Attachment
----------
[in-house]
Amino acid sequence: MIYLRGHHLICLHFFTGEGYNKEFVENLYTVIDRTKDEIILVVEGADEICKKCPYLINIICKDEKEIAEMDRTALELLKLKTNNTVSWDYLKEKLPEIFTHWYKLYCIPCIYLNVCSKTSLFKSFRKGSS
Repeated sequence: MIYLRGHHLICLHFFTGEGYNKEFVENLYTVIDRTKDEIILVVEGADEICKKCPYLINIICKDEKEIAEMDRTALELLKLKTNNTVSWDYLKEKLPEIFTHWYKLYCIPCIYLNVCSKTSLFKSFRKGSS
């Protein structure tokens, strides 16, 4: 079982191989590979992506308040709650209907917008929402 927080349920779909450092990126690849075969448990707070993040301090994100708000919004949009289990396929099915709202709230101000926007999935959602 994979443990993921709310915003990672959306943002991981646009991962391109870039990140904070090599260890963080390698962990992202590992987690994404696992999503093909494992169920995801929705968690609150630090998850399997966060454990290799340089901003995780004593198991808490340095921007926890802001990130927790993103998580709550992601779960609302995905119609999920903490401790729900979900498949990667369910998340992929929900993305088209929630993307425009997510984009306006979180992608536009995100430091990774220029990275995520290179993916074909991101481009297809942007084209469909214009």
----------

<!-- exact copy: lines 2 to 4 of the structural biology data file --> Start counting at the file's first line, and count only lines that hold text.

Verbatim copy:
Amino acid sequence: MIYLRGHHLICLHFFTGEGYNKEFVENLYTVIDRTKDEIILVVEGADEICKKCPYLINIICKDEKEIAEMDRTALELLKLKTNNTVSWDYLKEKLPEIFTHWYKLYCIPCIYLNVCSKTSLFKSFRKGSS
Repeated sequence: MIYLRGHHLICLHFFTGEGYNKEFVENLYTVIDRTKDEIILVVEGADEICKKCPYLINIICKDEKEIAEMDRTALELLKLKTNNTVSWDYLKEKLPEIFTHWYKLYCIPCIYLNVCSKTSLFKSFRKGSS
């Protein structure tokens, strides 16, 4: 079982191989590979992506308040709650209907917008929402 927080349920779909450092990126690849075969448990707070993040301090994100708000919004949009289990396929099915709202709230101000926007999935959602 994979443990993921709310915003990672959306943002991981646009991962391109870039990140904070090599260890963080390698962990992202590992987690994404696992999503093909494992169920995801929705968690609150630090998850399997966060454990290799340089901003995780004593198991808490340095921007926890802001990130927790993103998580709550992601779960609302995905119609999920903490401790729900979900498949990667369910998340992929929900993305088209929630993307425009997510984009306006979180992608536009995100430091990774220029990275995520290179993916074909991101481009297809942007084209469909214009």